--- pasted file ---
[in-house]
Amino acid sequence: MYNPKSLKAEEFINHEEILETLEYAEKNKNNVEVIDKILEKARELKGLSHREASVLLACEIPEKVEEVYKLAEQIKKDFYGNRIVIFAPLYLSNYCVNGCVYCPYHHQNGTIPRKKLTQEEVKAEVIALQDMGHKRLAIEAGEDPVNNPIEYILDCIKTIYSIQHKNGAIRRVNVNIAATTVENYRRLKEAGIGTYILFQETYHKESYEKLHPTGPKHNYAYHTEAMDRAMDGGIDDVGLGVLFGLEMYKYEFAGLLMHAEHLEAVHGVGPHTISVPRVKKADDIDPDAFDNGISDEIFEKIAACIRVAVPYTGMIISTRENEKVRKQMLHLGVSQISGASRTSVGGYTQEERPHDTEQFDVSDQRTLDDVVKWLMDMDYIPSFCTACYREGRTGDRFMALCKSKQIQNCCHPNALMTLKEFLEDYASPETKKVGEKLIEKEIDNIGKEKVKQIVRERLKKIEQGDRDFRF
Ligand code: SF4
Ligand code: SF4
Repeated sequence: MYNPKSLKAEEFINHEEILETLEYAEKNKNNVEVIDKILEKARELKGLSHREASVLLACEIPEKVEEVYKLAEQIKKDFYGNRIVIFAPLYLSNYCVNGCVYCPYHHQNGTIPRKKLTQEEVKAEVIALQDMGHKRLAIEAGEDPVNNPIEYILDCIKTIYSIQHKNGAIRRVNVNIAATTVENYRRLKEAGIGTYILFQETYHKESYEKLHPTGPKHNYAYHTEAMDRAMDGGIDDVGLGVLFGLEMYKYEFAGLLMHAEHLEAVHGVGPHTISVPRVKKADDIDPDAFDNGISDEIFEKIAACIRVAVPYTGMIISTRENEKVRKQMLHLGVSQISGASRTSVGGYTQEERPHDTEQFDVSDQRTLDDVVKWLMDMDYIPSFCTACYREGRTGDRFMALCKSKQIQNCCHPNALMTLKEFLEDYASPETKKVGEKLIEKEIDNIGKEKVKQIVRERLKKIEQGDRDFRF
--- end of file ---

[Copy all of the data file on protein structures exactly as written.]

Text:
[in-house]
Amino acid sequence: MYNPKSLKAEEFINHEEILETLEYAEKNKNNVEVIDKILEKARELKGLSHREASVLLACEIPEKVEEVYKLAEQIKKDFYGNRIVIFAPLYLSNYCVNGCVYCPYHHQNGTIPRKKLTQEEVKAEVIALQDMGHKRLAIEAGEDPVNNPIEYILDCIKTIYSIQHKNGAIRRVNVNIAATTVENYRRLKEAGIGTYILFQETYHKESYEKLHPTGPKHNYAYHTEAMDRAMDGGIDDVGLGVLFGLEMYKYEFAGLLMHAEHLEAVHGVGPHTISVPRVKKADDIDPDAFDNGISDEIFEKIAACIRVAVPYTGMIISTRENEKVRKQMLHLGVSQISGASRTSVGGYTQEERPHDTEQFDVSDQRTLDDVVKWLMDMDYIPSFCTACYREGRTGDRFMALCKSKQIQNCCHPNALMTLKEFLEDYASPETKKVGEKLIEKEIDNIGKEKVKQIVRERLKKIEQGDRDFRF
Ligand code: SF4
Ligand code: SF4
Repeated sequence: MYNPKSLKAEEFINHEEILETLEYAEKNKNNVEVIDKILEKARELKGLSHREASVLLACEIPEKVEEVYKLAEQIKKDFYGNRIVIFAPLYLSNYCVNGCVYCPYHHQNGTIPRKKLTQEEVKAEVIALQDMGHKRLAIEAGEDPVNNPIEYILDCIKTIYSIQHKNGAIRRVNVNIAATTVENYRRLKEAGIGTYILFQETYHKESYEKLHPTGPKHNYAYHTEAMDRAMDGGIDDVGLGVLFGLEMYKYEFAGLLMHAEHLEAVHGVGPHTISVPRVKKADDIDPDAFDNGISDEIFEKIAACIRVAVPYTGMIISTRENEKVRKQMLHLGVSQISGASRTSVGGYTQEERPHDTEQFDVSDQRTLDDVVKWLMDMDYIPSFCTACYREGRTGDRFMALCKSKQIQNCCHPNALMTLKEFLEDYASPETKKVGEKLIEKEIDNIGKEKVKQIVRERLKKIEQGDRDFRF